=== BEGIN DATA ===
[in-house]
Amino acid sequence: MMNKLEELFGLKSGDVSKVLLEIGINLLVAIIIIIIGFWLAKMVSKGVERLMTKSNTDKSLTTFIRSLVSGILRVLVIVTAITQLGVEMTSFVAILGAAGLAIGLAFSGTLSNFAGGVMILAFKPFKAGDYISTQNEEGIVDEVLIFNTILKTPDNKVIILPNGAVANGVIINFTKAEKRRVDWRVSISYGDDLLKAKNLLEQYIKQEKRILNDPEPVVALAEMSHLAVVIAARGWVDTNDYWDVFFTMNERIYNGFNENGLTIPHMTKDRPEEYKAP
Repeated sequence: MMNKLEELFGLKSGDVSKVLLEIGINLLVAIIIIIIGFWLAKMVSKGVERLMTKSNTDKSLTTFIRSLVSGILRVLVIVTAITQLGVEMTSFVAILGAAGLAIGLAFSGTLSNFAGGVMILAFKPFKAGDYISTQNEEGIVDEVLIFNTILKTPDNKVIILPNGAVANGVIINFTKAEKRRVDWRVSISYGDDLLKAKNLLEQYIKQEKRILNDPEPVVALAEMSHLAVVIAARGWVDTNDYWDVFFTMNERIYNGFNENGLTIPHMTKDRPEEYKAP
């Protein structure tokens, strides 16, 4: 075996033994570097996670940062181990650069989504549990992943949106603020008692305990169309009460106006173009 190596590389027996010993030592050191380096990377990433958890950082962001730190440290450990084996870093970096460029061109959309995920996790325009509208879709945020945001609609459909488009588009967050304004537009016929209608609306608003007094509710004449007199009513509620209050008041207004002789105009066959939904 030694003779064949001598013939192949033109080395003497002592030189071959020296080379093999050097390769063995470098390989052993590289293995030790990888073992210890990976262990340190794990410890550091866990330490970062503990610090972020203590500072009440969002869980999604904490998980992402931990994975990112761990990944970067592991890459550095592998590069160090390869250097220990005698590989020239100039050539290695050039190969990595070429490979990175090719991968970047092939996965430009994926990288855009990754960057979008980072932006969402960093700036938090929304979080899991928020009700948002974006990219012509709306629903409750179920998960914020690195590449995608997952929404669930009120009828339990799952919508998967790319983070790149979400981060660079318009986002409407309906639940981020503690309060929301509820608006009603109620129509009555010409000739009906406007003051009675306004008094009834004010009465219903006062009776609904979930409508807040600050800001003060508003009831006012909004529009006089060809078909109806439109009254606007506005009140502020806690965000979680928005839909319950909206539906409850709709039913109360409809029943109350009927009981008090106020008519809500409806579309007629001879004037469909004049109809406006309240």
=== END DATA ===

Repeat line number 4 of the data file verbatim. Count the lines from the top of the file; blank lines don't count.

């Protein structure tokens, strides 16, 4: 075996033994570097996670940062181990650069989504549990992943949106603020008692305990169309009460106006173009 190596590389027996010993030592050191380096990377990433958890950082962001730190440290450990084996870093970096460029061109959309995920996790325009509208879709945020945001609609459909488009588009967050304004537009016929209608609306608003007094509710004449007199009513509620209050008041207004002789105009066959939904 030694003779064949001598013939192949033109080395003497002592030189071959020296080379093999050097390769063995470098390989052993590289293995030790990888073992210890990976262990340190794990410890550091866990330490970062503990610090972020203590500072009440969002869980999604904490998980992402931990994975990112761990990944970067592991890459550095592998590069160090390869250097220990005698590989020239100039050539290695050039190969990595070429490979990175090719991968970047092939996965430009994926990288855009990754960057979008980072932006969402960093700036938090929304979080899991928020009700948002974006990219012509709306629903409750179920998960914020690195590449995608997952929404669930009120009828339990799952919508998967790319983070790149979400981060660079318009986002409407309906639940981020503690309060929301509820608006009603109620129509009555010409000739009906406007003051009675306004008094009834004010009465219903006062009776609904979930409508807040600050800001003060508003009831006012909004529009006089060809078909109806439109009254606007506005009140502020806690965000979680928005839909319950909206539906409850709709039913109360409809029943109350009927009981008090106020008519809500409806579309007629001879004037469909004049109809406006309240």